Nothing sucks productivity out of a workday like back-to-back meetings. We’ve been focusing on how to get the most out of our time together, while reducing our actual meeting time. We’ve found these simple suggestions to be the most helpful.

On Time and On Track

Start and end your meeting as planned. Don’t wait for people to wander in, get coffee and settle down. Circulate an agenda prior to the meeting and stick to it. If something is off topic, put it in the “parking lot” to discuss if there’s time at the end of the meeting or to be followed up on later.

Quickly going over the agenda at the outset helps squash discussions that don’t go anywhere and grandstanders who hog the stage. We don’t go as far as racing legend Niki Lauda, who preferred to hold meetings without chairs, though we understand the wisdom of his focused, don’t-let-people-get-too-comfortable approach.

As the meeting organizer, let the agenda and the clock be your guide. Put a hard stop on your meeting and reconvene later if you need to. You probably don’t.

Freedom from Fear

If you want a robust, healthy discussion, create an atmosphere of inclusion where people feel safe to participate. Make everyone feel free to share ideas without concern that they might be ridiculed or shot down. Encourage people to speak up. Listen to multiple voices. Make sure the same few people don’t dominate the conversation. If you’re the decision-maker, state your opinion last, otherwise you’re liable to get nothing more than a bunch of nods and, “My thoughts exactly.”

Tools that Support not Detract

If collaborators are not all in the same room and you’re using a video conferencing tool to share screens and video conference, ensure all parties have the needed log-in information well in advance. Test all connections, setup and screensharing before the meeting begins to prevent a troubleshooting scramble that frays nerves and eats up precious minutes.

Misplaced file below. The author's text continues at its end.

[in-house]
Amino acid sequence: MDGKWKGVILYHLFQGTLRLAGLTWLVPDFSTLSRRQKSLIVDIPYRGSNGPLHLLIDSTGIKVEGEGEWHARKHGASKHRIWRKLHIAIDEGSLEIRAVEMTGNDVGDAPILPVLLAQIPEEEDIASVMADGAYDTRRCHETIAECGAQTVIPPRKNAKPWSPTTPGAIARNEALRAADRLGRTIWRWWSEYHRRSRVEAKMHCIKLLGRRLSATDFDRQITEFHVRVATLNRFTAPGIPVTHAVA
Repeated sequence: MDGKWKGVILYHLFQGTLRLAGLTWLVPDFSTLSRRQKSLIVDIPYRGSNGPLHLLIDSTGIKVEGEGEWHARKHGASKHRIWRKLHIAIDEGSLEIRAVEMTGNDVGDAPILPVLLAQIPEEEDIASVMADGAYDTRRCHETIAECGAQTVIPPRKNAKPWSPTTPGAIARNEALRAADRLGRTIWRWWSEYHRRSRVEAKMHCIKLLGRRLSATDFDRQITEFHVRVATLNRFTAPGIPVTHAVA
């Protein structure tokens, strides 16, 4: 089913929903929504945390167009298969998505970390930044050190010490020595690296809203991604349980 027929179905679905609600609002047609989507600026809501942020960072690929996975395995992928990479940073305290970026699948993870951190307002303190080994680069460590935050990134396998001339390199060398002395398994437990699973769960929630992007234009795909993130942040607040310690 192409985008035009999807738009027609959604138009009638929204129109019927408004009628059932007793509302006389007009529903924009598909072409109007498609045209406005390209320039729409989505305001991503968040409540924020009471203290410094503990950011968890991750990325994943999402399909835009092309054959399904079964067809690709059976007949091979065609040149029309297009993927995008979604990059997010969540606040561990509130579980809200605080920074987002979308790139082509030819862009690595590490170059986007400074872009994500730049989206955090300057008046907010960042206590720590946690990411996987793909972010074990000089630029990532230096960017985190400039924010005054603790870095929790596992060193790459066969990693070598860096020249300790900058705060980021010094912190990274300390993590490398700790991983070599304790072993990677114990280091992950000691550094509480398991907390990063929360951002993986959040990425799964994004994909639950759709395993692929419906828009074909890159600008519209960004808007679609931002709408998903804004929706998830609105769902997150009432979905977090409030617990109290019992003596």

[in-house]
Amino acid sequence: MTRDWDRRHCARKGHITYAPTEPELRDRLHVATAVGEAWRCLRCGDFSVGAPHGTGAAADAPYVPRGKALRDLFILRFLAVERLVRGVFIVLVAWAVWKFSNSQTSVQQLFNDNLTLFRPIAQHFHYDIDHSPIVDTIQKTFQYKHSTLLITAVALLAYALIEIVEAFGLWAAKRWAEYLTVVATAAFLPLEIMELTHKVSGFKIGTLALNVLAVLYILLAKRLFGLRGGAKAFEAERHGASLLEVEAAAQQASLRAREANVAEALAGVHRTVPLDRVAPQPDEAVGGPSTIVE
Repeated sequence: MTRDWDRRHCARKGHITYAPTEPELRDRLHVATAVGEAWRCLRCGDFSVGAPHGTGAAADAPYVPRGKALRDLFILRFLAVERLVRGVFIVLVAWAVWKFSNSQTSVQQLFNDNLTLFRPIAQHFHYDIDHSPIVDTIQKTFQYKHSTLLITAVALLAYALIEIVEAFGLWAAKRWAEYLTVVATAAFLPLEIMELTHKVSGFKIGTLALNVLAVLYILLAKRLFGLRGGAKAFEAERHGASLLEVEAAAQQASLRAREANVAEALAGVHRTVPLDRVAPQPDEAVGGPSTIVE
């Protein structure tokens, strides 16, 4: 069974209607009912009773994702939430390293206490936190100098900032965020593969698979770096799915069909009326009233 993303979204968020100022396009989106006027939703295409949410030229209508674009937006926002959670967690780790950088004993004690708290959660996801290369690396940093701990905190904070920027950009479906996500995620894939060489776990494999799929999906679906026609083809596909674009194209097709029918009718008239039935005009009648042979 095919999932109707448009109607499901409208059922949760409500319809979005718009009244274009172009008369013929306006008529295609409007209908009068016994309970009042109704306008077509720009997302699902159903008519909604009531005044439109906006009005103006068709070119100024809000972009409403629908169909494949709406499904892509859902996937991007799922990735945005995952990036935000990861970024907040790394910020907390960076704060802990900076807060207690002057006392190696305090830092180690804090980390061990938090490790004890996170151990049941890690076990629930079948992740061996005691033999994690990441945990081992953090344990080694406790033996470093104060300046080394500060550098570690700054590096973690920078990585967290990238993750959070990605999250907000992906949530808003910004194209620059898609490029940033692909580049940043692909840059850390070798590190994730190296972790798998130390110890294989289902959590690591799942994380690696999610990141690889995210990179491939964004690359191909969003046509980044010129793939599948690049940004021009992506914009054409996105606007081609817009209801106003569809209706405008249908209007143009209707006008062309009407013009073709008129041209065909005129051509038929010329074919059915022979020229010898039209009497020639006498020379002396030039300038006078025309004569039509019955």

The same rules of engagement still apply when meeting virtually. They are perhaps even more important. If your technology doesn’t let you see the other participants, be sure to have them state their name when they’re talking so you can keep the feedback straight.

Decision Making

Don’t waste people’s time. Show the meeting’s benefit in real time. Work through issues. Avoid rehashing old business. Empower decisions. Don’t be guilty of analysis paralysis. Know whether you’re seeking consensus, or if there’s a clear decision-maker in the room who will be making the final call. Come away with clear action items. Leave a few moments to discuss next steps and delegate who is doing what and by when.

Take Note

If you’re running the meeting someone else needs to act as the official scribe. That said, you should still jot down notes for yourself – recording key points and things you should follow up on. Ideally, meeting notes with action items ought to go out within 24 hours of the meeting. Using a management tool such as Google Docs or Basecamp makes it easy for you to share the link and get input from other attendees who may have caught something you missed or came away from the meeting with a different takeaway. Just as meetings are supposed to be collaborative, so should your writeup. This reduces the need for multiple versions of your document and the chance of sending out the wrong one as the final.

Collective Power

Forego the endless email chains and talk directly with your peers. Meetings create powerful opportunities to share, connect and energize. They could be the best part of the day. Done right, they can be. And, if all else fails, you can always remove all the chairs.

This column originally appeared in the June 20, 2019, issue of BlueSky Business Aviation News.